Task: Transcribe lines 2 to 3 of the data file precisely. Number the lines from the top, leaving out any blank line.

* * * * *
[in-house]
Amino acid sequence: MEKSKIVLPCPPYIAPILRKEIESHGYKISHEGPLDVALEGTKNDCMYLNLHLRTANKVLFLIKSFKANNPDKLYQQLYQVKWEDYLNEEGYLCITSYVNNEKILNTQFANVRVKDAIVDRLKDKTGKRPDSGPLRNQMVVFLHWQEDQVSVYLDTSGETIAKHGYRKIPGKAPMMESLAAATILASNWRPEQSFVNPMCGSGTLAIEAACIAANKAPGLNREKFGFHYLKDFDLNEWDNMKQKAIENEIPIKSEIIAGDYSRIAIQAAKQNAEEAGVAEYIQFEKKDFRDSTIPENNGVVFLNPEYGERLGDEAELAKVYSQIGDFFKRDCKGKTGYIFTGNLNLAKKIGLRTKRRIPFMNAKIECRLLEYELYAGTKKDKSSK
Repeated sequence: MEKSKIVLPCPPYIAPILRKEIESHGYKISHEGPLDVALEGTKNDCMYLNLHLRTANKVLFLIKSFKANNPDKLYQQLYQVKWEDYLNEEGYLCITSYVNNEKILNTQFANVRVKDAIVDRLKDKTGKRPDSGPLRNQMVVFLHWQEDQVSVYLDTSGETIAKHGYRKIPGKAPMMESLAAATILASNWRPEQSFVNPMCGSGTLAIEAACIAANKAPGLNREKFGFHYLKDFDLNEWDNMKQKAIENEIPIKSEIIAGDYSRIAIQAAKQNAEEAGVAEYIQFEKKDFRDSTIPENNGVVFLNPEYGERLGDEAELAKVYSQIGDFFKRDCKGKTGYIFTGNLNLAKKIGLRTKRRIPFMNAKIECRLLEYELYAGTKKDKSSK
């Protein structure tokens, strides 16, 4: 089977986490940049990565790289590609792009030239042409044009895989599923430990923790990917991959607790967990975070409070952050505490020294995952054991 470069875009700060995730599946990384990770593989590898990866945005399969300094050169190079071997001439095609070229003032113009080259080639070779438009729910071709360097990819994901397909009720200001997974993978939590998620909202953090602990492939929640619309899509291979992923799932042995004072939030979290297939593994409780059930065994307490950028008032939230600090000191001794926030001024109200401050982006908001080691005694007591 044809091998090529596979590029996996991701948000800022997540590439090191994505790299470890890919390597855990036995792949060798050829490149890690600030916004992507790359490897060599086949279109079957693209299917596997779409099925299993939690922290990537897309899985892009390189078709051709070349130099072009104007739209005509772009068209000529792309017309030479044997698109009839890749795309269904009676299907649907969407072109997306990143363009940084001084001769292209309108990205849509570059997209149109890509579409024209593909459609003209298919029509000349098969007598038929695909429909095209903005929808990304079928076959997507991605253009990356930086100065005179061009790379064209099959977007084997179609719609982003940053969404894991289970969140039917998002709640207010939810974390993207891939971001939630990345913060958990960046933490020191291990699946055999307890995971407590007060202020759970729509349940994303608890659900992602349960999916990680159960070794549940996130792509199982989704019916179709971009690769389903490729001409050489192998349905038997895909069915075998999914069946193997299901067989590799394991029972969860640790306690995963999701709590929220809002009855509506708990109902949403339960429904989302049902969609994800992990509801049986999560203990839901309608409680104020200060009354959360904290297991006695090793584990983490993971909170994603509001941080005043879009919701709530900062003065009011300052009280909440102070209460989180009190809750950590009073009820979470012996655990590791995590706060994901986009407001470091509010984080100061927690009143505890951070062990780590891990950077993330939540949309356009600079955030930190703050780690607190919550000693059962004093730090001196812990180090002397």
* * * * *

Amino acid sequence: MEKSKIVLPCPPYIAPILRKEIESHGYKISHEGPLDVALEGTKNDCMYLNLHLRTANKVLFLIKSFKANNPDKLYQQLYQVKWEDYLNEEGYLCITSYVNNEKILNTQFANVRVKDAIVDRLKDKTGKRPDSGPLRNQMVVFLHWQEDQVSVYLDTSGETIAKHGYRKIPGKAPMMESLAAATILASNWRPEQSFVNPMCGSGTLAIEAACIAANKAPGLNREKFGFHYLKDFDLNEWDNMKQKAIENEIPIKSEIIAGDYSRIAIQAAKQNAEEAGVAEYIQFEKKDFRDSTIPENNGVVFLNPEYGERLGDEAELAKVYSQIGDFFKRDCKGKTGYIFTGNLNLAKKIGLRTKRRIPFMNAKIECRLLEYELYAGTKKDKSSK
Repeated sequence: MEKSKIVLPCPPYIAPILRKEIESHGYKISHEGPLDVALEGTKNDCMYLNLHLRTANKVLFLIKSFKANNPDKLYQQLYQVKWEDYLNEEGYLCITSYVNNEKILNTQFANVRVKDAIVDRLKDKTGKRPDSGPLRNQMVVFLHWQEDQVSVYLDTSGETIAKHGYRKIPGKAPMMESLAAATILASNWRPEQSFVNPMCGSGTLAIEAACIAANKAPGLNREKFGFHYLKDFDLNEWDNMKQKAIENEIPIKSEIIAGDYSRIAIQAAKQNAEEAGVAEYIQFEKKDFRDSTIPENNGVVFLNPEYGERLGDEAELAKVYSQIGDFFKRDCKGKTGYIFTGNLNLAKKIGLRTKRRIPFMNAKIECRLLEYELYAGTKKDKSSK